There is no one expert. In order for a training to be inclusive and truly effective you need a diversity of voices. Moderators, subject matter experts, alumni shouldn’t all come from the same office. Branch out!
With Andrew’s help, you now know how to craft some awesome content for your webinar. But don’t forget: unless people show up, you have nothing.
Lucky for you, we have an expert in the field of growing an audience for virtual trainings. Jennifer Kaplan, Product Marketing Manager for GovDelivery, has been helping agencies put butts in the seats for years.
Jennifer’s five tips to get butts in the seats:
1. Build your audience
In order to get an audience to your trainings you have to be active. This is not a situation where if you build it, they will come. In fact, it’s the number of people you reach that makes your content effective. The first way to build your audience is start with your direct connections. Find out who is on your website regularly. Use web overlays to make signing up for trainings easy. GovDelivery found between a 200-500% increase in sign-ups from web overlays alone. But web overlays won’t solve all your attendance problems. You need to have many different sign up mediums. Social networks are a great place to spread the word.
2. Give an invite they can’t refuse
The average person gets more than a hundred emails a day. Your notification about a training has to stand out from the noise. If your email invite doesn’t work, your training doesn’t get noticed. So treat your subject line as a top priority. Your subject lines should only be about 50 characters. A cool way to get more information is to use pre-header text. This is the text that shows up on a mobile device right under the subject line. You can get in more information without having to lengthen the subject line. Finally, make sure your make the registration button big and clear.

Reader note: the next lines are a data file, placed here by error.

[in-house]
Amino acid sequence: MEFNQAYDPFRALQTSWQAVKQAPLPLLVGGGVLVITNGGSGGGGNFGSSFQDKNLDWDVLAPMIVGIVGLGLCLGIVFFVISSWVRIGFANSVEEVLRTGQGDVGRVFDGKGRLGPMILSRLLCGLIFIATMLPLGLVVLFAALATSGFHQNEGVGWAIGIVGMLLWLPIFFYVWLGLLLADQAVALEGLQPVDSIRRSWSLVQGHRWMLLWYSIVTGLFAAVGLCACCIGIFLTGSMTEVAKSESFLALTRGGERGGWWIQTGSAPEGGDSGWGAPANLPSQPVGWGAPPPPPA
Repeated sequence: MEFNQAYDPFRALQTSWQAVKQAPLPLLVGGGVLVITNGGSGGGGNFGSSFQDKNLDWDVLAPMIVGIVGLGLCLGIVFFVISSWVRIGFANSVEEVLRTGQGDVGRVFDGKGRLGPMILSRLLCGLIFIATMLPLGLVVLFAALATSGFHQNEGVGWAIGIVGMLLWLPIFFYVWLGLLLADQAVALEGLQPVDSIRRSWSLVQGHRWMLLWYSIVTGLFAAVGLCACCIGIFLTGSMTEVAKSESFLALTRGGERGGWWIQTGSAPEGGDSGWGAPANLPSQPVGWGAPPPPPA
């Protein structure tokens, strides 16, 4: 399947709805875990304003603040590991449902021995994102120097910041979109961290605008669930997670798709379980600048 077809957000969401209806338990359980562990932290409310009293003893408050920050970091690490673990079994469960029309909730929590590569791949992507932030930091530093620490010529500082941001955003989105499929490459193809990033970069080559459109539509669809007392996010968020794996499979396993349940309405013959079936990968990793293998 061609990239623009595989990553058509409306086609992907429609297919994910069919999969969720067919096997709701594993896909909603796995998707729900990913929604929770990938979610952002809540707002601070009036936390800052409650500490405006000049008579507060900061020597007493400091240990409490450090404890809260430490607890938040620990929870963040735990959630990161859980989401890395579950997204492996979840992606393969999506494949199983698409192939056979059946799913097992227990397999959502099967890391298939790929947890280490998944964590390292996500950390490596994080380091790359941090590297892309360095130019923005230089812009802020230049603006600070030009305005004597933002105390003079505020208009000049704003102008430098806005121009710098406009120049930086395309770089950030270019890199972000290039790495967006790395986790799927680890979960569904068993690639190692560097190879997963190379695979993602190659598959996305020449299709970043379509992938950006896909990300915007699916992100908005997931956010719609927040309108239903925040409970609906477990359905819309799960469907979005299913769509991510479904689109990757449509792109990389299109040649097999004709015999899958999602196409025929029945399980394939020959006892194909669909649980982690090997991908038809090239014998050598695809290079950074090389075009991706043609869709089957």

3. Confirm and remind
Here is an unfortunate fact: just because someone signs up for a training doesn’t mean they will attend. You have to remind them and remind them often. One easy fix is to add a calendar invite along with their registration confirmation email. You can also send reminder emails the day of the training.
4. Follow up with resources
The training shouldn’t end when the webinar times out. People want to see an archive of the training or download the slides. One way to impress your users is to be proactive in getting them the information. Send a follow-up email with all the resources. In that follow-up note include a thank you, reinforce the value proposition and at the bottom ask people to sign up for ongoing information.
5. Continue the relationship
You have just trained an awesome new user. You don’t want that relationship to stop. You should try to get the users to download additional content. Newsletters, additional trainings, or surveys are just a few examples of content that keeps people engaged.
No one wants boring training and we hope that with these 11 tips we can once and for all end the perception that webinars have to be a snooze.
Click here for the full presentation and additional resources!